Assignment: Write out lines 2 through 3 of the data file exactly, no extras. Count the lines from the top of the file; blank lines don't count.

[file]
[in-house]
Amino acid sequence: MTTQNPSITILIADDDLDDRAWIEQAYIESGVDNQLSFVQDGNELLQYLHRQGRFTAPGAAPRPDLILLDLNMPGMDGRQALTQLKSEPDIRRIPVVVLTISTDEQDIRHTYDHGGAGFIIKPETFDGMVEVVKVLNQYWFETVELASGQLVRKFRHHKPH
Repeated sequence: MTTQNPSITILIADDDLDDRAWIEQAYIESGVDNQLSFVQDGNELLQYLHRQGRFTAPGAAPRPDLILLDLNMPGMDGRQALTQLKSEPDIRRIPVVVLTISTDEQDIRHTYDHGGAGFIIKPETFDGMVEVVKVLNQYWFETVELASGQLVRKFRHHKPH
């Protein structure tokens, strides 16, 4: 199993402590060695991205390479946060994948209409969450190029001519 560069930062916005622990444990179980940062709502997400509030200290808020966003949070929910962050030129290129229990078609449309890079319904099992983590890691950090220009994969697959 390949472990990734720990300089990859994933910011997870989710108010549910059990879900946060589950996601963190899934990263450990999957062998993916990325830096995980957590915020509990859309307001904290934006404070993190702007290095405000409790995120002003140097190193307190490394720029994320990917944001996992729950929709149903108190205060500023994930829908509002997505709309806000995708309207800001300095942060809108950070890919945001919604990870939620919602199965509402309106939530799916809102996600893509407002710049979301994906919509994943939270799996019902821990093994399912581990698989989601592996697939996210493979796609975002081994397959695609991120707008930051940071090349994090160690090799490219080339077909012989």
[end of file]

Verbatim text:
Amino acid sequence: MTTQNPSITILIADDDLDDRAWIEQAYIESGVDNQLSFVQDGNELLQYLHRQGRFTAPGAAPRPDLILLDLNMPGMDGRQALTQLKSEPDIRRIPVVVLTISTDEQDIRHTYDHGGAGFIIKPETFDGMVEVVKVLNQYWFETVELASGQLVRKFRHHKPH
Repeated sequence: MTTQNPSITILIADDDLDDRAWIEQAYIESGVDNQLSFVQDGNELLQYLHRQGRFTAPGAAPRPDLILLDLNMPGMDGRQALTQLKSEPDIRRIPVVVLTISTDEQDIRHTYDHGGAGFIIKPETFDGMVEVVKVLNQYWFETVELASGQLVRKFRHHKPH